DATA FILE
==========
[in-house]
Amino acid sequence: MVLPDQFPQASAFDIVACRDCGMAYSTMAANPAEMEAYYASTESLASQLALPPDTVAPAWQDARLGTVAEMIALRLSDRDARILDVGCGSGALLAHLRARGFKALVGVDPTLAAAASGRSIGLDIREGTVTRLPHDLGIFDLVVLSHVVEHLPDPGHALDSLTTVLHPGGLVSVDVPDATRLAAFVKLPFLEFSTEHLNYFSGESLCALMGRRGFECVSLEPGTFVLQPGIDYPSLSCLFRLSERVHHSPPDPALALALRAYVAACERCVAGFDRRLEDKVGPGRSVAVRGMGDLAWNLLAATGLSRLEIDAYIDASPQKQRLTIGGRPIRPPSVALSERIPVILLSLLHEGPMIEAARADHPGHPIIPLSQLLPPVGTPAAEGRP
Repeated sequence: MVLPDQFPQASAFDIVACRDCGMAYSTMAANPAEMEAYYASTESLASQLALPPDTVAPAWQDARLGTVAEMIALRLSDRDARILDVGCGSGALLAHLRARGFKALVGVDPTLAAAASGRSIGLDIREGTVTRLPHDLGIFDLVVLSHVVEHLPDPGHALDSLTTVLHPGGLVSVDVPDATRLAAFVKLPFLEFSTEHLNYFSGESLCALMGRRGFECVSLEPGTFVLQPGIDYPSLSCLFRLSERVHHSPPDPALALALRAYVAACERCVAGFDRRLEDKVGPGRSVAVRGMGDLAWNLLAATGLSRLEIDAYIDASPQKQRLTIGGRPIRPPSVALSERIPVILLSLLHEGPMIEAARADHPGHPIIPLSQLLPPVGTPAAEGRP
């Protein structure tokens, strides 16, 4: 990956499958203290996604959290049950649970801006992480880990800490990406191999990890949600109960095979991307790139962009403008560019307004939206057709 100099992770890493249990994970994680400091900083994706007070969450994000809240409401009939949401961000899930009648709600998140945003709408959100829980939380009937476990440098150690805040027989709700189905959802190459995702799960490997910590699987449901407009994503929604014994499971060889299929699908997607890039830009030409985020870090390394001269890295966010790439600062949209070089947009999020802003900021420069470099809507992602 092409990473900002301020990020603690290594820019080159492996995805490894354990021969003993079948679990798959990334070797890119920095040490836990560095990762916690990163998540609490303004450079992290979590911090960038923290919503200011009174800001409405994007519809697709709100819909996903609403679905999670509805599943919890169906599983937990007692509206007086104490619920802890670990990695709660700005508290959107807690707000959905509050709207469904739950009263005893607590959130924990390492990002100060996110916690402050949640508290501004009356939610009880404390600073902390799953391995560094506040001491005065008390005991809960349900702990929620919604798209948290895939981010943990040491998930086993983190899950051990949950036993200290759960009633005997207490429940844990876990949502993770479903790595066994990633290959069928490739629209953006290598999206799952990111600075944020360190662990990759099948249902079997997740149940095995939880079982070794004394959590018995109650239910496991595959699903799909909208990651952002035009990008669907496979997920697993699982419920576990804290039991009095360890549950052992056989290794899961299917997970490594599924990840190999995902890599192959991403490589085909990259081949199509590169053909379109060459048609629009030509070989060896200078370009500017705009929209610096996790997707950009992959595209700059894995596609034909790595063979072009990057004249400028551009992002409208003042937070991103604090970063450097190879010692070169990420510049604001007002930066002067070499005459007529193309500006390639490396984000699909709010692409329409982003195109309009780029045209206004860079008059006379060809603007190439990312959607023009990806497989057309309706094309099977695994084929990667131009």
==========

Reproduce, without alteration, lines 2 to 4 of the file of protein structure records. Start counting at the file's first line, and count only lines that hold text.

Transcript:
Amino acid sequence: MVLPDQFPQASAFDIVACRDCGMAYSTMAANPAEMEAYYASTESLASQLALPPDTVAPAWQDARLGTVAEMIALRLSDRDARILDVGCGSGALLAHLRARGFKALVGVDPTLAAAASGRSIGLDIREGTVTRLPHDLGIFDLVVLSHVVEHLPDPGHALDSLTTVLHPGGLVSVDVPDATRLAAFVKLPFLEFSTEHLNYFSGESLCALMGRRGFECVSLEPGTFVLQPGIDYPSLSCLFRLSERVHHSPPDPALALALRAYVAACERCVAGFDRRLEDKVGPGRSVAVRGMGDLAWNLLAATGLSRLEIDAYIDASPQKQRLTIGGRPIRPPSVALSERIPVILLSLLHEGPMIEAARADHPGHPIIPLSQLLPPVGTPAAEGRP
Repeated sequence: MVLPDQFPQASAFDIVACRDCGMAYSTMAANPAEMEAYYASTESLASQLALPPDTVAPAWQDARLGTVAEMIALRLSDRDARILDVGCGSGALLAHLRARGFKALVGVDPTLAAAASGRSIGLDIREGTVTRLPHDLGIFDLVVLSHVVEHLPDPGHALDSLTTVLHPGGLVSVDVPDATRLAAFVKLPFLEFSTEHLNYFSGESLCALMGRRGFECVSLEPGTFVLQPGIDYPSLSCLFRLSERVHHSPPDPALALALRAYVAACERCVAGFDRRLEDKVGPGRSVAVRGMGDLAWNLLAATGLSRLEIDAYIDASPQKQRLTIGGRPIRPPSVALSERIPVILLSLLHEGPMIEAARADHPGHPIIPLSQLLPPVGTPAAEGRP
């Protein structure tokens, strides 16, 4: 990956499958203290996604959290049950649970801006992480880990800490990406191999990890949600109960095979991307790139962009403008560019307004939206057709 100099992770890493249990994970994680400091900083994706007070969450994000809240409401009939949401961000899930009648709600998140945003709408959100829980939380009937476990440098150690805040027989709700189905959802190459995702799960490997910590699987449901407009994503929604014994499971060889299929699908997607890039830009030409985020870090390394001269890295966010790439600062949209070089947009999020802003900021420069470099809507992602 092409990473900002301020990020603690290594820019080159492996995805490894354990021969003993079948679990798959990334070797890119920095040490836990560095990762916690990163998540609490303004450079992290979590911090960038923290919503200011009174800001409405994007519809697709709100819909996903609403679905999670509805599943919890169906599983937990007692509206007086104490619920802890670990990695709660700005508290959107807690707000959905509050709207469904739950009263005893607590959130924990390492990002100060996110916690402050949640508290501004009356939610009880404390600073902390799953391995560094506040001491005065008390005991809960349900702990929620919604798209948290895939981010943990040491998930086993983190899950051990949950036993200290759960009633005997207490429940844990876990949502993770479903790595066994990633290959069928490739629209953006290598999206799952990111600075944020360190662990990759099948249902079997997740149940095995939880079982070794004394959590018995109650239910496991595959699903799909909208990651952002035009990008669907496979997920697993699982419920576990804290039991009095360890549950052992056989290794899961299917997970490594599924990840190999995902890599192959991403490589085909990259081949199509590169053909379109060459048609629009030509070989060896200078370009500017705009929209610096996790997707950009992959595209700059894995596609034909790595063979072009990057004249400028551009992002409208003042937070991103604090970063450097190879010692070169990420510049604001007002930066002067070499005459007529193309500006390639490396984000699909709010692409329409982003195109309009780029045209206004860079008059006379060809603007190439990312959607023009990806497989057309309706094309099977695994084929990667131009």